In one embodiment, active listening is simulated by playing a video segment (or portion thereof) that is non-specific. For example, the video segment could depict the virtual persona leaning towards the user, nodding, smiling or making a verbal acknowledgement (“OK”), irrespective of the user response. Of course, this approach risks the possibility that the virtual persona's reaction is not appropriate for the user response.
In another embodiment of the process, the system selects an appropriate active listening video segment based on the best current understanding of the user's response, as discussed more fully below in connection with
The system can allow a real user to interrupt a virtual persona, and will simulate an “ad hoc” transition to an active listening shortly after detection of such interruption after selecting an appropriate “post-interrupted” active listening video segment (done within the response concept service system).
In some embodiments, the system can allow a real user to interrupt a virtual persona, and will simulate an “ad hoc” transition to an active listening mode shortly after detection of such interruption after selecting an appropriate “post-interrupted” active listening video segment.
Receiving and Interpreting User Responses
In various embodiments, the input (e.g., speech) recognition service accesses, and the response concept service integrates, all relevant information sources to support decision-making necessary for selection of a meaningful, informed and entertaining response as a video segment (e.g., from a collection of pre-recorded video segments representing the virtual persona asking questions and/or affirming responses by the user). By using context beyond a single utterance of the user, in various embodiments the system can be more responsive, more accurate in its assessment of the user's intent, and can more accurately anticipate future requests.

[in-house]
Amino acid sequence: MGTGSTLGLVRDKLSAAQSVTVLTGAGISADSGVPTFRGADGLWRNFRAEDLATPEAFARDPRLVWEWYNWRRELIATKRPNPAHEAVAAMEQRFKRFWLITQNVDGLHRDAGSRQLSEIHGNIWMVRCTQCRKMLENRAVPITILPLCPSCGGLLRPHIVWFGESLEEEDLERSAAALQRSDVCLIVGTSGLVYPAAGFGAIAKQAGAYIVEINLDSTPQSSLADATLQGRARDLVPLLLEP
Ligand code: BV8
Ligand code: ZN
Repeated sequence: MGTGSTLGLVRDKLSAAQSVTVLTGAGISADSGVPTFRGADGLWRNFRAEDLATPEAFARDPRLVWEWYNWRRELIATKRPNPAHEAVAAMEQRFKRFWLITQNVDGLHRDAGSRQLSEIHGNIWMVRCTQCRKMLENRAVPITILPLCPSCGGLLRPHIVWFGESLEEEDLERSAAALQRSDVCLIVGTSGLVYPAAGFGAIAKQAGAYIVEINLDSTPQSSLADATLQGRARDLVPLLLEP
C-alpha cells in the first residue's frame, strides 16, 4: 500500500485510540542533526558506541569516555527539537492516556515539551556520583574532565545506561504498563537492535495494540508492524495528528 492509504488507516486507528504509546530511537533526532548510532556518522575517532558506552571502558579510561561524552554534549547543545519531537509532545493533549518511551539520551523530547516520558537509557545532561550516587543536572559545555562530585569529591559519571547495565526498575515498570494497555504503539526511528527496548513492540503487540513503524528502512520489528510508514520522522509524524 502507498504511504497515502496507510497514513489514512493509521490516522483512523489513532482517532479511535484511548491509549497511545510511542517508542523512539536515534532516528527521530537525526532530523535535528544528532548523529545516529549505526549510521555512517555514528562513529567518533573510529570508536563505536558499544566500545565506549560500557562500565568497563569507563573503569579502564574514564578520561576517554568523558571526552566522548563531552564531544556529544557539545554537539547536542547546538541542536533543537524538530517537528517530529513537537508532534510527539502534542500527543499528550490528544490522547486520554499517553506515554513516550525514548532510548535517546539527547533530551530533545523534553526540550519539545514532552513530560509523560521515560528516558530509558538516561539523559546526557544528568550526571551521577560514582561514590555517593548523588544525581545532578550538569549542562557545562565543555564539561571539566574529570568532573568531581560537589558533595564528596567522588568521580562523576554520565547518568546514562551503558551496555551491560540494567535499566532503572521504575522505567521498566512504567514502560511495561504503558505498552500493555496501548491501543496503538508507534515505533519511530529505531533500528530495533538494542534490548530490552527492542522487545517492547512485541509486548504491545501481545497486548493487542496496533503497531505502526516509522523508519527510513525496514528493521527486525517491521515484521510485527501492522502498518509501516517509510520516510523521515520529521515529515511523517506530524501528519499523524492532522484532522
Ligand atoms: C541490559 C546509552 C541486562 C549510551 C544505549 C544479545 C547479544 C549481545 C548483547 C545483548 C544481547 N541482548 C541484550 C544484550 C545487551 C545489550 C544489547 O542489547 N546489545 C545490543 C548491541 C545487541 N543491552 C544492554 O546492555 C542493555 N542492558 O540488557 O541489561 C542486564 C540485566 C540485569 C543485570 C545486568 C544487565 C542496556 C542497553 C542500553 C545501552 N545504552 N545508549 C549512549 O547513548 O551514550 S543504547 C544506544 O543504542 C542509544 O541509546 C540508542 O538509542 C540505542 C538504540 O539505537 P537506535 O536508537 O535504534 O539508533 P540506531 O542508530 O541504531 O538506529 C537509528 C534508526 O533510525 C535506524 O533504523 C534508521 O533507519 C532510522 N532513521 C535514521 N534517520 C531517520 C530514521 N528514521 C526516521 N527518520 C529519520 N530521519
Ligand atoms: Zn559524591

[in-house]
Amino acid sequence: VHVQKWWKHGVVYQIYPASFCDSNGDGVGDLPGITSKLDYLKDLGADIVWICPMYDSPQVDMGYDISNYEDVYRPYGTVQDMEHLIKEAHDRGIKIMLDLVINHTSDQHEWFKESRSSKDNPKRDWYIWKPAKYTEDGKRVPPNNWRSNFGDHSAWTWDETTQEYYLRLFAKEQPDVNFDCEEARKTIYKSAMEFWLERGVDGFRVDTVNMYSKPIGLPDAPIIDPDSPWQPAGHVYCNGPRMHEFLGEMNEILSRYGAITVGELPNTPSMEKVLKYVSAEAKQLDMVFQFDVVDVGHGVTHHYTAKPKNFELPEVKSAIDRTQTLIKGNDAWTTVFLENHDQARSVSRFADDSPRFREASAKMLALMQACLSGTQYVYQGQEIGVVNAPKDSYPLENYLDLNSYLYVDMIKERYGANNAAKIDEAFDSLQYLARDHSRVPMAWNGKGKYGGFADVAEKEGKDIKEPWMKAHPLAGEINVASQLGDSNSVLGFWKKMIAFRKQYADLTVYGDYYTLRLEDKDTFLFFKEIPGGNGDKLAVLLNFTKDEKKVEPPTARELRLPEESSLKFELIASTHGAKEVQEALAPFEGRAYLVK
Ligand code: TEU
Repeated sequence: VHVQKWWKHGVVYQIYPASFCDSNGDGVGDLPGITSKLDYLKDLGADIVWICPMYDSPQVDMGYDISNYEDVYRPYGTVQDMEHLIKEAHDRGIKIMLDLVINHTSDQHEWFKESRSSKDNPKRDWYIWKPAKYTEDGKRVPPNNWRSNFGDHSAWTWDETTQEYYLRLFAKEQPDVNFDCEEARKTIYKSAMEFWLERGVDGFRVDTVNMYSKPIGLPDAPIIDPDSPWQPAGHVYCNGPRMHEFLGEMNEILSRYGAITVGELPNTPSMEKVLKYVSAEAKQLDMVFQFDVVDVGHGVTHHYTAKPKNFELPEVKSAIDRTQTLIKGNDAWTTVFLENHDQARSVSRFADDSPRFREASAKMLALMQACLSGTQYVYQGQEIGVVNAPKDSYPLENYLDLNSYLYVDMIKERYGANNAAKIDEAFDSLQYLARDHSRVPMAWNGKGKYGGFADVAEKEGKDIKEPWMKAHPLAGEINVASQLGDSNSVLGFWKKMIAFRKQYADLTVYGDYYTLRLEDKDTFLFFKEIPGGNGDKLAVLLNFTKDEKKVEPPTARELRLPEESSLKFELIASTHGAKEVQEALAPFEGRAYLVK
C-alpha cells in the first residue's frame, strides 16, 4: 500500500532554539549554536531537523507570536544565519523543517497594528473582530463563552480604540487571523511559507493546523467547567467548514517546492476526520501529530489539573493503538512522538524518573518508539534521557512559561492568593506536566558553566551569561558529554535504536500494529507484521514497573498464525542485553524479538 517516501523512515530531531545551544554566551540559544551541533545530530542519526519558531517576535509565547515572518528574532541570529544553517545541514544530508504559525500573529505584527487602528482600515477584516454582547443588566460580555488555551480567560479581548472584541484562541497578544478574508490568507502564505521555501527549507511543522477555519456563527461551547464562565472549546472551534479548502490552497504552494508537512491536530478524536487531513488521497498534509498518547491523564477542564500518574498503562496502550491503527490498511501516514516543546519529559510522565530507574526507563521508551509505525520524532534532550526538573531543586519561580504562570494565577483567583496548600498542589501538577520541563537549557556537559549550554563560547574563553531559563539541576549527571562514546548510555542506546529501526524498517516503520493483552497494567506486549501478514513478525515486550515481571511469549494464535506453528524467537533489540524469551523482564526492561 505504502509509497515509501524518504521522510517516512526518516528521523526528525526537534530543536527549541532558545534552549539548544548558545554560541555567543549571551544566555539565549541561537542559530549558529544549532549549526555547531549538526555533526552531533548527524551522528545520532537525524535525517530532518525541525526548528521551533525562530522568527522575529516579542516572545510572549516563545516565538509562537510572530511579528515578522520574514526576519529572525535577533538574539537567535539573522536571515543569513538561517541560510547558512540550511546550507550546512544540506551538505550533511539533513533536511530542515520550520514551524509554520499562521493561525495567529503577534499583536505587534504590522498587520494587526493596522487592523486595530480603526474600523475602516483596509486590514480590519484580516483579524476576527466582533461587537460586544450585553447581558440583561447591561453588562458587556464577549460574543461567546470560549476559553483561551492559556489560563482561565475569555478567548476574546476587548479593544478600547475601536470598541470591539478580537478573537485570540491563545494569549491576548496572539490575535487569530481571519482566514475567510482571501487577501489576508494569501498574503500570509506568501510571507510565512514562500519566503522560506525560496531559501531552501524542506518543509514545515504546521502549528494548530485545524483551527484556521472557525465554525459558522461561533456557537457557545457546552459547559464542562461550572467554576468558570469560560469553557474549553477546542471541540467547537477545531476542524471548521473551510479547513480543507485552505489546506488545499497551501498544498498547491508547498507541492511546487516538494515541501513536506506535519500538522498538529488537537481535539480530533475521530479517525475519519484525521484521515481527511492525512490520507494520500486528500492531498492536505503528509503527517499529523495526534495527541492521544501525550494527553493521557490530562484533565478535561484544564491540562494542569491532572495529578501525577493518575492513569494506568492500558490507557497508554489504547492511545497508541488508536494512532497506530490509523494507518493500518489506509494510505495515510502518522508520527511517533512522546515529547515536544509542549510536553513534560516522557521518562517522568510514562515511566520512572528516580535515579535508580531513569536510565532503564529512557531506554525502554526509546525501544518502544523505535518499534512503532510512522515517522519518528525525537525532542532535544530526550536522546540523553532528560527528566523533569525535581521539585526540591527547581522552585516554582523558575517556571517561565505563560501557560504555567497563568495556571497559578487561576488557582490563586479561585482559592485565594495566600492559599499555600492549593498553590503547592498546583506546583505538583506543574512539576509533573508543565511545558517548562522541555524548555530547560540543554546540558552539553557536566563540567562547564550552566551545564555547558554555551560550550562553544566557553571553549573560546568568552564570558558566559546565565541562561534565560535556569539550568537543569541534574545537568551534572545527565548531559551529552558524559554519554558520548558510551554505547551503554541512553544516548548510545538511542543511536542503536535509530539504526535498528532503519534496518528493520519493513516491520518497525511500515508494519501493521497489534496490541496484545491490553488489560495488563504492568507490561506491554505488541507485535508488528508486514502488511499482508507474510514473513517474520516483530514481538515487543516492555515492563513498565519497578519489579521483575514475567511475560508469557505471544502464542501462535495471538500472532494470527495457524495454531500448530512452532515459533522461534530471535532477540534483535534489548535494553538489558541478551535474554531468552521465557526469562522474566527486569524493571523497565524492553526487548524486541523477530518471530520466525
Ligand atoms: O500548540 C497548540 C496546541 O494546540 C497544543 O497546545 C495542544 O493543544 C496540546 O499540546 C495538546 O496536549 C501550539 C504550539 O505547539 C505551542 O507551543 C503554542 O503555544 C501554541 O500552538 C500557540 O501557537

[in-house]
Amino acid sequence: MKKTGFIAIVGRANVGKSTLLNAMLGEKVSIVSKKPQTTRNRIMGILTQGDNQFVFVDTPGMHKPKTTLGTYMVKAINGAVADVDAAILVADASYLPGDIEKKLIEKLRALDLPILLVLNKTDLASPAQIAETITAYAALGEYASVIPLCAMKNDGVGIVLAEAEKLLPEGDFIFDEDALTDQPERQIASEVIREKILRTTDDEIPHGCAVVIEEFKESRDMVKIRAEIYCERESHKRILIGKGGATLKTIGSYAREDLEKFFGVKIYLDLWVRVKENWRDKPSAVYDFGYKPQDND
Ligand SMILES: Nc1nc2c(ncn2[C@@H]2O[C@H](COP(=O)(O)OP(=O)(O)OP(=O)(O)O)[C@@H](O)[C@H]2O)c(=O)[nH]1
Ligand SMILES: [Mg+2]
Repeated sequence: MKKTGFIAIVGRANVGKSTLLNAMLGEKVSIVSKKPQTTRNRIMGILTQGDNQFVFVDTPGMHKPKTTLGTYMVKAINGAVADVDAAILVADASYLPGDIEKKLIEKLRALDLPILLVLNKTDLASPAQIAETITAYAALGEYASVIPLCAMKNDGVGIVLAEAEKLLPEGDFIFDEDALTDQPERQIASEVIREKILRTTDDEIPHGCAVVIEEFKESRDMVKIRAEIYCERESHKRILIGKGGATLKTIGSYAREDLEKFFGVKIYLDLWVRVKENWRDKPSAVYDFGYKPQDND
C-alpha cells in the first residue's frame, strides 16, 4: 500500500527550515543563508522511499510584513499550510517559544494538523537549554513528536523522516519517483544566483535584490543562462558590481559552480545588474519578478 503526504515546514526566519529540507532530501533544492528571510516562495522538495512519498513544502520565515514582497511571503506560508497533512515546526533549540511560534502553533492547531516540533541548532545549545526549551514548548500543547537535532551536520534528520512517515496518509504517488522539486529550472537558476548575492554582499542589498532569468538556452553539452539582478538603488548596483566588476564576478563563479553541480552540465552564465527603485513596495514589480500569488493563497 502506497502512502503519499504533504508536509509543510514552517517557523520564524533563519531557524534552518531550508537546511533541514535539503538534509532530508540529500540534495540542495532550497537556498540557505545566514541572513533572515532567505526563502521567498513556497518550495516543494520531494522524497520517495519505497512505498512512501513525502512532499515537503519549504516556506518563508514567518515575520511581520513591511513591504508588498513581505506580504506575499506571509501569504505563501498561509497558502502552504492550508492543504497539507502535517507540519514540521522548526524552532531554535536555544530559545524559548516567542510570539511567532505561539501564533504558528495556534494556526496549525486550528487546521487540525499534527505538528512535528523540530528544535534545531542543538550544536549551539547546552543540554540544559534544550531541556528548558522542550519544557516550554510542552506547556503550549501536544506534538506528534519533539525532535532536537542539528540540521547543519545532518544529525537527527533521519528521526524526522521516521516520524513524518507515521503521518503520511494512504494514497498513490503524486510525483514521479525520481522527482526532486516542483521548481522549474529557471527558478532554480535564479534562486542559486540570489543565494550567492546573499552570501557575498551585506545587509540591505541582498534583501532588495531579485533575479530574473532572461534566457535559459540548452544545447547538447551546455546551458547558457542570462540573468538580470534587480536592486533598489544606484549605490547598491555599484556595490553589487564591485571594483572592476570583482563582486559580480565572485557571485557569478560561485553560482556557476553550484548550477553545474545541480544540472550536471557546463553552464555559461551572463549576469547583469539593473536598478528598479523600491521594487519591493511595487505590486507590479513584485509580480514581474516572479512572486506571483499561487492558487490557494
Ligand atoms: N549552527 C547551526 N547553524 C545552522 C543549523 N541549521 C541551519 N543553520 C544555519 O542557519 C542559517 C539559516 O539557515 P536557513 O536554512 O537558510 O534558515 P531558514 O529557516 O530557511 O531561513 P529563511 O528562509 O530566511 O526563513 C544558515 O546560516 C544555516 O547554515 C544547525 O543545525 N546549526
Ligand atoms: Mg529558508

Examples of information gathered through various sources may include, without limitation, one or more of the following:
- A priori knowledge of the user based on his or her identity. Examples of such knowledge include information about the user's interests, contacts and recent posts from the user's social network; gender or demographic information from a customer information database; name and address information from a prior registration process.
- Information gathered by the runtime system based on prior experience within the system, even across conversations with different virtual personae. Examples of such information could include responses to prior questions such as “Are you married?”, “What kind of pet do you have?”, etc. or others that suggest interest and intent.
- Information provided by the container application of the runtime engine. This can provide the context of application domain and activity prior to entering a conversation.
- Extrinsic inputs collected by sensors available to the system. This could include time-of-day, current location, or even current orientation of the client device.
- Facial recognition and expressions collected by capturing and interpreting video or still images of the user through a camera on the client device.
In various embodiments, the above information may be used in isolation or in combination to provide a better conversational experience, for example, by:
- Providing a greater number of input features to the input recognition and/or response concept services to carry out more accurate recognition, understanding and decision-making. For example, recognition that the user is nodding would help the system interpret the utterance “uh-huh” as an affirmative response. Or the statement “I went boarding yesterday” could be disambiguated based on a recent post on a social network made by the same user describing a skateboarding activity.